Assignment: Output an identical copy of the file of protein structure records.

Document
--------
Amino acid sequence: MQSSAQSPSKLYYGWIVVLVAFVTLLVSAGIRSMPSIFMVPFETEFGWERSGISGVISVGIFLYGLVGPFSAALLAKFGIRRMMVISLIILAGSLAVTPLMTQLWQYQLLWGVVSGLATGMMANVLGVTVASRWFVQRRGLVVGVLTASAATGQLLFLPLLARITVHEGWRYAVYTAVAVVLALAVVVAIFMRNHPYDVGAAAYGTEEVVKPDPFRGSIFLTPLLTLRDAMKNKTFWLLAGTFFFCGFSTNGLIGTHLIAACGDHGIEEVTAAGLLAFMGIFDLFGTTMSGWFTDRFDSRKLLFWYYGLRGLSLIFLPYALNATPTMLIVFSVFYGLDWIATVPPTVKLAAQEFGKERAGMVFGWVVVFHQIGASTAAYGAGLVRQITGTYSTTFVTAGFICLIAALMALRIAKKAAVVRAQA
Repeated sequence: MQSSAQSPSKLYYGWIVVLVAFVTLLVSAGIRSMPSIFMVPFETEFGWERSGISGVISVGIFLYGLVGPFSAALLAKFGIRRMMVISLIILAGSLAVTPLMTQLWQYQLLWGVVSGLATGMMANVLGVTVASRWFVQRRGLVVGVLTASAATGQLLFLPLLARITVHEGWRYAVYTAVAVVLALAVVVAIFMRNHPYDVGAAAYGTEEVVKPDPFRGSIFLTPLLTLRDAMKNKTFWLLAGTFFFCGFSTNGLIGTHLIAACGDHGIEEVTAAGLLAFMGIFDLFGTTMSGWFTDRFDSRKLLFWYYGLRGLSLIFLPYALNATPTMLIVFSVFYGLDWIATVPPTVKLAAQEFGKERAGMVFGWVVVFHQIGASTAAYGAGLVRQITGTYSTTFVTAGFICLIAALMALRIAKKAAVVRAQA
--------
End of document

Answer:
Amino acid sequence: MQSSAQSPSKLYYGWIVVLVAFVTLLVSAGIRSMPSIFMVPFETEFGWERSGISGVISVGIFLYGLVGPFSAALLAKFGIRRMMVISLIILAGSLAVTPLMTQLWQYQLLWGVVSGLATGMMANVLGVTVASRWFVQRRGLVVGVLTASAATGQLLFLPLLARITVHEGWRYAVYTAVAVVLALAVVVAIFMRNHPYDVGAAAYGTEEVVKPDPFRGSIFLTPLLTLRDAMKNKTFWLLAGTFFFCGFSTNGLIGTHLIAACGDHGIEEVTAAGLLAFMGIFDLFGTTMSGWFTDRFDSRKLLFWYYGLRGLSLIFLPYALNATPTMLIVFSVFYGLDWIATVPPTVKLAAQEFGKERAGMVFGWVVVFHQIGASTAAYGAGLVRQITGTYSTTFVTAGFICLIAALMALRIAKKAAVVRAQA
Repeated sequence: MQSSAQSPSKLYYGWIVVLVAFVTLLVSAGIRSMPSIFMVPFETEFGWERSGISGVISVGIFLYGLVGPFSAALLAKFGIRRMMVISLIILAGSLAVTPLMTQLWQYQLLWGVVSGLATGMMANVLGVTVASRWFVQRRGLVVGVLTASAATGQLLFLPLLARITVHEGWRYAVYTAVAVVLALAVVVAIFMRNHPYDVGAAAYGTEEVVKPDPFRGSIFLTPLLTLRDAMKNKTFWLLAGTFFFCGFSTNGLIGTHLIAACGDHGIEEVTAAGLLAFMGIFDLFGTTMSGWFTDRFDSRKLLFWYYGLRGLSLIFLPYALNATPTMLIVFSVFYGLDWIATVPPTVKLAAQEFGKERAGMVFGWVVVFHQIGASTAAYGAGLVRQITGTYSTTFVTAGFICLIAALMALRIAKKAAVVRAQA